One of the most delightful things I’ve made with my dandelion flowers is dandelion flower infused oil, and a salve made by adding beeswax to that infused oil. I use the infused flower oil as a salve on my hands when they’re sore and chapped from a day of working in a nursery, getting scratched up by plastic pots, and dried out from all the water and dirt. I could wear gloves, but they make me feel clumsy, and you can’t check the moisture of the soil very well if you’re wearing gloves. But dandelion blossom oil, and the salve made from it, have many other uses:
One of the chief uses for the oil, described by Wise Woman Tradition herbalists, is as a breast massage oil. This beautiful bright yellow salve or oil helps to ease premenstrual soreness, and also helps to soften fibrous or thickened breast tissue. Used in this way, the oil is said to strengthen the immune system, protect against cancer, and increase one’s sense of self-worth.
Dandelion oil is also a lovely pain reliever, helpful in soothing arthritic joints, back tension, sinus headaches, stiff necks, and weepy swollen skin sores. I personally can attest to the way it soothes sore muscles, especially in the neck, as I just used it last night after a day of carrying around heavy potted plants. It doesn’t have a numbing effect–rather, it helps the body relax a bit, easing that tightness that can be so painful.
And remember that elixir I made, with the intention of expansive energy and release of blocked emotions? It seems that the oil functions much the same way, not only promoting relaxation, but also aiding the body in releasing emotions trapped in the muscles. I can’t tell you how much sense this makes to me at the energetic level, with the way dandelion is so free and giving and abundant. It also makes me think about how our culture tends to be so constricted emotionally, how we try to cover and shove down all the negative feelings, resorting to drugs if necessary to keep us from feeling them; and meanwhile, dandelion is crowding around our homes, constantly shouting out to us that she can help us let our emotions flow and find resolution. I feel like I should make gallons of the infused oil and share it with everyone I know.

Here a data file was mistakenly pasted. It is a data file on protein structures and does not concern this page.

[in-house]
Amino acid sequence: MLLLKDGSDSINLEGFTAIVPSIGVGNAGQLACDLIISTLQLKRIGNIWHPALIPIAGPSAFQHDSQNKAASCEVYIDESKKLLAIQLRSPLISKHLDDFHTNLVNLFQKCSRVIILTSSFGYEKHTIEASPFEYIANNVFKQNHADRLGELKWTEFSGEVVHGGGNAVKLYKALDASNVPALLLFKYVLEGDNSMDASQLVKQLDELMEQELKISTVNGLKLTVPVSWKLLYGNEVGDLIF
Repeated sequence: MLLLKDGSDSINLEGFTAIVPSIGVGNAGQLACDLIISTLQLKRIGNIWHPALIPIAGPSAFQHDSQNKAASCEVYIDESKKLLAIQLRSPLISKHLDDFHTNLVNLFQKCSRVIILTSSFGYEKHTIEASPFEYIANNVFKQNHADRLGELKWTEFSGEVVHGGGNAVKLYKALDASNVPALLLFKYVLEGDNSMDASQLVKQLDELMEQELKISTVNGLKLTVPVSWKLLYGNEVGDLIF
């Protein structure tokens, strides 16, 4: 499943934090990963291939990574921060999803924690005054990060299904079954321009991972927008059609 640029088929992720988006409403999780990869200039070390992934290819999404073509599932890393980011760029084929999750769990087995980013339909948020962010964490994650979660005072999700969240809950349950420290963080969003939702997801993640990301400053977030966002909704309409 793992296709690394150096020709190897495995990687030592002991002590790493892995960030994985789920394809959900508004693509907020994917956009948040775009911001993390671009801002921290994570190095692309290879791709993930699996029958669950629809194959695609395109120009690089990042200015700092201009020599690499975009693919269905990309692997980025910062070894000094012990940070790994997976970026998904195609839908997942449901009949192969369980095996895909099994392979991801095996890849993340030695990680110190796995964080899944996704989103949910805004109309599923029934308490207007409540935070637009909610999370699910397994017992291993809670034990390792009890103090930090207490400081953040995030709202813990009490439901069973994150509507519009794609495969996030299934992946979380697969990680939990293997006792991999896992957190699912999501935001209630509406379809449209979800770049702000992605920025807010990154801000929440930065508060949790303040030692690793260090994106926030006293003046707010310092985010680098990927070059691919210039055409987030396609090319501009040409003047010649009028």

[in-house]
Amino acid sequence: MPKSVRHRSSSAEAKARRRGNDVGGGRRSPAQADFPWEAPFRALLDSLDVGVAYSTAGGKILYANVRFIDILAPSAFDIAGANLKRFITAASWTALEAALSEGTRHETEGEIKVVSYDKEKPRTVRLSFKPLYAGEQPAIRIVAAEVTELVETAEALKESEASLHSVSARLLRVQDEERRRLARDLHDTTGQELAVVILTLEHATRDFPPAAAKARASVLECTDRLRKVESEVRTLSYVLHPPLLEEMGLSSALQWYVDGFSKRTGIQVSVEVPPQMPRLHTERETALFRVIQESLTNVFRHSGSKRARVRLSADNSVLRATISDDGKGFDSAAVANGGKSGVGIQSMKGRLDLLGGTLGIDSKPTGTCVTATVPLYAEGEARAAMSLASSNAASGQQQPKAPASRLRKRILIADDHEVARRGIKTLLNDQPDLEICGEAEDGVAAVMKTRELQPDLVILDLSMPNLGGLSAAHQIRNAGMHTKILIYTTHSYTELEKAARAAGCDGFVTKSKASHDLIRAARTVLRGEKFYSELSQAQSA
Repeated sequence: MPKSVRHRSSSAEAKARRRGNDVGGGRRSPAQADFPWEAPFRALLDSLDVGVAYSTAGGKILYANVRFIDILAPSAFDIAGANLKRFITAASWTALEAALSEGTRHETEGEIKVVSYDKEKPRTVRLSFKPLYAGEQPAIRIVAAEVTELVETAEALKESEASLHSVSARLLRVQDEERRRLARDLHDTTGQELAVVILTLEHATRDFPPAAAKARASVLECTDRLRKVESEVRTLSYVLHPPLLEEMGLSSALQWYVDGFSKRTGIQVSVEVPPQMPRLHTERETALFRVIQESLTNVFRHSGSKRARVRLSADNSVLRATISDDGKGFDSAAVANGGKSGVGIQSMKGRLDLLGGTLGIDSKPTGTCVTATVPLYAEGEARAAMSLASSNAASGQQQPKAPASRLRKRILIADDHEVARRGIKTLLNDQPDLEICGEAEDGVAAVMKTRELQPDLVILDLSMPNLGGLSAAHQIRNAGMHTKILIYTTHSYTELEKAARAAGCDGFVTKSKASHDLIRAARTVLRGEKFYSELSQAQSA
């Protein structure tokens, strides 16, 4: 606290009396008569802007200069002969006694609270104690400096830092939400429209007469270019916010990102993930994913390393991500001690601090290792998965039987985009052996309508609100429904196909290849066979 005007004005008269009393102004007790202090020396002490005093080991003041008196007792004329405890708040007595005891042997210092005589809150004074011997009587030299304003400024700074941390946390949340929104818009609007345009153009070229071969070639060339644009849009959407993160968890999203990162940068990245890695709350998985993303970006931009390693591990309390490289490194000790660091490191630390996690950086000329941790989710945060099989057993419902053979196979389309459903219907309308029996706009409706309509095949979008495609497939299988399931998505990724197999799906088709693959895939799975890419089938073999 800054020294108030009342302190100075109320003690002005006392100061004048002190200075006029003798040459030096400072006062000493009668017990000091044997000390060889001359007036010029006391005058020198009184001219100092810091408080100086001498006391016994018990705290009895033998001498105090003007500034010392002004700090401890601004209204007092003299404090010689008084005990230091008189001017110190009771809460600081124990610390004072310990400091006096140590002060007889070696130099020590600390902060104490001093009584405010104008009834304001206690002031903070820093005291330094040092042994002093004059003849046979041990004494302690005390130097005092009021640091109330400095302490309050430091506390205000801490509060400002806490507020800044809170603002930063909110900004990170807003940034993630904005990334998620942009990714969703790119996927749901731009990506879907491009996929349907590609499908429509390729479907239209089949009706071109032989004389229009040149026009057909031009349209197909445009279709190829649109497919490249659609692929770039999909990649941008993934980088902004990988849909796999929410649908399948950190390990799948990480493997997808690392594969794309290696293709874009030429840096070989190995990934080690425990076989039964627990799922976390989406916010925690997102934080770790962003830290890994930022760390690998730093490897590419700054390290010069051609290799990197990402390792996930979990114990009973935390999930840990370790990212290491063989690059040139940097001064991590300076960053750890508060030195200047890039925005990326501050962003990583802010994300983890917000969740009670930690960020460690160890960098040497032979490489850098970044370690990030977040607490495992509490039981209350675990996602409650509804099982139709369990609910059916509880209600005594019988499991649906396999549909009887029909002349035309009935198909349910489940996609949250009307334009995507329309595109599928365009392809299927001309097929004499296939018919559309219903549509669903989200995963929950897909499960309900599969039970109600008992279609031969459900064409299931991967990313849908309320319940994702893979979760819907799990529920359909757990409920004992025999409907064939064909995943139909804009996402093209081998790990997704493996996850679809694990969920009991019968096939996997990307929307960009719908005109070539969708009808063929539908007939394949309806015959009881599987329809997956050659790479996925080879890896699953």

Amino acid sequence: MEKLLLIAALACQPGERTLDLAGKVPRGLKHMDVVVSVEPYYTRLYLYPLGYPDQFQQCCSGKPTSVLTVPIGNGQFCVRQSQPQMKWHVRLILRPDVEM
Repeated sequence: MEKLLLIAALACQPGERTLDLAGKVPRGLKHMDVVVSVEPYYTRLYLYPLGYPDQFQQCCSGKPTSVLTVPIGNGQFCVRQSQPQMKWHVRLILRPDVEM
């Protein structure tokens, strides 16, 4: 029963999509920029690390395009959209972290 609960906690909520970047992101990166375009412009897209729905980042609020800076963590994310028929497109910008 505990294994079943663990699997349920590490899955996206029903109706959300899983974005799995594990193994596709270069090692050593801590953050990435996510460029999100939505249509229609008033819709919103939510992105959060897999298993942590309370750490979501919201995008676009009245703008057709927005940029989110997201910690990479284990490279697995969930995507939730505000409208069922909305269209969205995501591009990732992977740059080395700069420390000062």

So I assume most people who read about herbs know how to make an infused oil, but in case you don’t, Susun Weed has a great article on herbal infused oils here. One note, however–I attended a conference last summer, and herbalist Heather Nic an Fhleisdeir recommends only steeping moist things like dandelion and calendula flowers in oil for two weeks, and/or allowing the flowers to wilt somewhat before putting them in a jar and adding oil.
So I know I’m totally a dandelion disciple right now–thanks for your patience, y’all. I’m just so fascinated by all the ways this much-maligned little plant could be one of our best friends if we’d let it. Spread the word, and I promise some day I’ll talk about something different.
And if you think this is bad? Just wait until my roses are blooming.